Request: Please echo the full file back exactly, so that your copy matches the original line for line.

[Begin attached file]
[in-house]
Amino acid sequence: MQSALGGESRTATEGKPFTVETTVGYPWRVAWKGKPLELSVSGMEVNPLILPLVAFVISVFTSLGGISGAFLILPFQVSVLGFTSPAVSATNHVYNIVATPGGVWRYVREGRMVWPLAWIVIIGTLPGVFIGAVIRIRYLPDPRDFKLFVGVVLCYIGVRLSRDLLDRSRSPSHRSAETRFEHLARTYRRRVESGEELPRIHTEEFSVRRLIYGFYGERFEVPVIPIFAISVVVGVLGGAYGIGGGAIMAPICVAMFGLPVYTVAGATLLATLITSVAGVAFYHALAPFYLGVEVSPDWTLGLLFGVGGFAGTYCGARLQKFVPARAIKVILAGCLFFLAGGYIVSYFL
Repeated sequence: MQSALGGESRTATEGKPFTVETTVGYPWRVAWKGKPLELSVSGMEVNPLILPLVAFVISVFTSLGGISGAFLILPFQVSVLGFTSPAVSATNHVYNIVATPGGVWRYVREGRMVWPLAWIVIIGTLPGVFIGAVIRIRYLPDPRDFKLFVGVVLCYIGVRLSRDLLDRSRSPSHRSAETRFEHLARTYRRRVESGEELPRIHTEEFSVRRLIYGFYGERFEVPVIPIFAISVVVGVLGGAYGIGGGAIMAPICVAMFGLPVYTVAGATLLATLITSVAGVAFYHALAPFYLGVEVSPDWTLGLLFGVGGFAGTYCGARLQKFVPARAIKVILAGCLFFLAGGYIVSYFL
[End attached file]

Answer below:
[in-house]
Amino acid sequence: MQSALGGESRTATEGKPFTVETTVGYPWRVAWKGKPLELSVSGMEVNPLILPLVAFVISVFTSLGGISGAFLILPFQVSVLGFTSPAVSATNHVYNIVATPGGVWRYVREGRMVWPLAWIVIIGTLPGVFIGAVIRIRYLPDPRDFKLFVGVVLCYIGVRLSRDLLDRSRSPSHRSAETRFEHLARTYRRRVESGEELPRIHTEEFSVRRLIYGFYGERFEVPVIPIFAISVVVGVLGGAYGIGGGAIMAPICVAMFGLPVYTVAGATLLATLITSVAGVAFYHALAPFYLGVEVSPDWTLGLLFGVGGFAGTYCGARLQKFVPARAIKVILAGCLFFLAGGYIVSYFL
Repeated sequence: MQSALGGESRTATEGKPFTVETTVGYPWRVAWKGKPLELSVSGMEVNPLILPLVAFVISVFTSLGGISGAFLILPFQVSVLGFTSPAVSATNHVYNIVATPGGVWRYVREGRMVWPLAWIVIIGTLPGVFIGAVIRIRYLPDPRDFKLFVGVVLCYIGVRLSRDLLDRSRSPSHRSAETRFEHLARTYRRRVESGEELPRIHTEEFSVRRLIYGFYGERFEVPVIPIFAISVVVGVLGGAYGIGGGAIMAPICVAMFGLPVYTVAGATLLATLITSVAGVAFYHALAPFYLGVEVSPDWTLGLLFGVGGFAGTYCGARLQKFVPARAIKVILAGCLFFLAGGYIVSYFL